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Clearing the air on mining dam failure

  • Author: David Chambers
    | Opinion
  • Updated: April 20, 2019
  • Published April 20, 2019

A massive tailings pond breach in 2014 spilled 24 billion cubic meters of mine waste into a British Columbia watershed. (Photo credit: Canadian Ministry of the Environment)

“Pebble dam designers didn’t design the failed Mt. Polley tailings facility” was the title of a recent ADN op-ed column by Ken Embree, president of Knight Piesold, a Canadian mine-engineering consulting firm. Mr. Embree was “troubled” that a colleague of mine, Dr. Cameron Wobus, and I had “incorrectly cite(d) Knight Piesold as the designer of the tailings facility that failed at Mount Polley.”

Before I go further, I would like to share with you a quote from the Imperial Metals’ Mount Polley Mine 2004 Feasibility Study, which states: “Knight Piesold Ltd., has been the geotechnical engineering consultant for the Tailings Storage Facility, providing design, technical specifications, contract documents, construction supervision and quality assurance/control, reviews of instrumentation and monitoring records and annual inspections.” It can’t be said much clearer than that.

Personally, I dislike having he-said/she-said discussions in public, but Mr. Embree chose not to consult me about his column. Mr. Embree explains that Knight Piesold withdrew from its responsibility nearly four years prior to the dam breach, and that Knight Piesold is not “responsible in any way for the Mount Polley dam failure.”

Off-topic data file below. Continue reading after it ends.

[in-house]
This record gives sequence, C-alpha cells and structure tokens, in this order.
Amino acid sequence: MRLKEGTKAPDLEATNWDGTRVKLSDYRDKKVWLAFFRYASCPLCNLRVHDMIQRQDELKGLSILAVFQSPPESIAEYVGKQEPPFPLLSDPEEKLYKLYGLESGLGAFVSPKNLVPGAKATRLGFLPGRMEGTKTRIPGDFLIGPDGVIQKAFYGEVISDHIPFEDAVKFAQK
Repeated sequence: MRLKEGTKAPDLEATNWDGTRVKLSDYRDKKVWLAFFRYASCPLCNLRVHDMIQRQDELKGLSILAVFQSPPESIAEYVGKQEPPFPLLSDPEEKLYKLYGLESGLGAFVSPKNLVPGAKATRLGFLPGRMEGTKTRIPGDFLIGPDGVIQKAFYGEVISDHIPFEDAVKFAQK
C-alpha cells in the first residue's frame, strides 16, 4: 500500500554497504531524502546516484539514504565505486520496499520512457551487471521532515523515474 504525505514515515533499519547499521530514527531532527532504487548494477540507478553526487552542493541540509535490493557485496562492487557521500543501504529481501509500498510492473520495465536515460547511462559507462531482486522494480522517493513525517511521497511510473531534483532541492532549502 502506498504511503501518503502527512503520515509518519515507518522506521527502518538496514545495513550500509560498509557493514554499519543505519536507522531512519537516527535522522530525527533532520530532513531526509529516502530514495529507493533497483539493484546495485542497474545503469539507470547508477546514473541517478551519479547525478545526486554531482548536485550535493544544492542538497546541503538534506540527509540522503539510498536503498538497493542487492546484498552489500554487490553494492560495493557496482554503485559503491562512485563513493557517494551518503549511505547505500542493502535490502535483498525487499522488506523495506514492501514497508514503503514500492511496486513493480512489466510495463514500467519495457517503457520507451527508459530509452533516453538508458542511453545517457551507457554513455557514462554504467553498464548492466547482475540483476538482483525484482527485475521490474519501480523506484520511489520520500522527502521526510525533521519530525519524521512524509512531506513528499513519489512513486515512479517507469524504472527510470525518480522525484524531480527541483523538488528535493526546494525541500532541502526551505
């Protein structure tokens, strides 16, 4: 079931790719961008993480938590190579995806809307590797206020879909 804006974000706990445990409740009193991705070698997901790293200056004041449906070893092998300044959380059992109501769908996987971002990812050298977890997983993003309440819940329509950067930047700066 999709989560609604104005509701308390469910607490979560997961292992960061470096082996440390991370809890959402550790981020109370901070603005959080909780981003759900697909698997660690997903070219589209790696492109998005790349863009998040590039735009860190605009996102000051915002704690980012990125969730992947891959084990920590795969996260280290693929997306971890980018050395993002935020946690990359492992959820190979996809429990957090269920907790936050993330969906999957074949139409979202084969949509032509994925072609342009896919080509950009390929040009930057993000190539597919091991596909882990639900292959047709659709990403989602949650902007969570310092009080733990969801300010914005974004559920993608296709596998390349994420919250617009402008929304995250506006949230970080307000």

What Mr. Embree did not say was that in response to a lawsuit by Imperial Metals, the owner of the Mount Polley Mine, Knight Piesold and AMEC, the engineering firm that took over dam supervision after Knight Piesold, agreed to pay Imperial Metals $108 million in an out-of-court settlement. That settlement certainly implies Knight Piesold had some complicity in the dam failure, and in fact the Mount Polley Independent Expert Engineering Investigation and Review Panel (2015) “concluded that the primary cause of the breach was dislocation of the embankment due to foundation failure.” This likely explains Knight Piesold’s involvement and settlement in the litigation with Imperial Metals.

There’s plenty of dirty linen to air at Mount Polley. From my outsider’s vantage point the engineering firms, the mining company, and the British Columbia regulators all bear some accountability in that dam failure. I would welcome more discussion of why this accident occurred and how we might prevent failures like it in the future, because I don’t believe this discussion has taken place in a meaningful way post-Mount Polley.

I certainly don’t place all the responsibility for the dam failure on Knight Piesold, but for Mr. Embree to claim Knight Piesold was not the designer of the dam, or that it was not responsible in any way for the dam’s failure, clearly isn’t correct.

David M. Chambers, Ph.D., P. Geop., is a geophysicist with the Center for Science in Public Participation in Bozeman, Montana.

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